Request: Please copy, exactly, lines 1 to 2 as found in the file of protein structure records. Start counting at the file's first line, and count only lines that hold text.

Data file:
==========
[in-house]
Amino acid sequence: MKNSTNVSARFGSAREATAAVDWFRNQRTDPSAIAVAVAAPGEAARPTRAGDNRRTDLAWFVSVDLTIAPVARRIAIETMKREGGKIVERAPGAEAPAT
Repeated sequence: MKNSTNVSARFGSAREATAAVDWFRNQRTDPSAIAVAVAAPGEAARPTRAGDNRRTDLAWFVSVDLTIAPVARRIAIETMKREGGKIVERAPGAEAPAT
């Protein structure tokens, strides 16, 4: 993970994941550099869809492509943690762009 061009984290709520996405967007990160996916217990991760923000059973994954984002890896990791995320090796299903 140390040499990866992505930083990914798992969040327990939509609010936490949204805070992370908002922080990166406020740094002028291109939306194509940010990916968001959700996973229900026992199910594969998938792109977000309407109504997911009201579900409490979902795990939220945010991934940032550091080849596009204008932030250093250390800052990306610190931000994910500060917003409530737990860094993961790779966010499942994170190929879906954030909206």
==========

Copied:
[in-house]
Amino acid sequence: MKNSTNVSARFGSAREATAAVDWFRNQRTDPSAIAVAVAAPGEAARPTRAGDNRRTDLAWFVSVDLTIAPVARRIAIETMKREGGKIVERAPGAEAPAT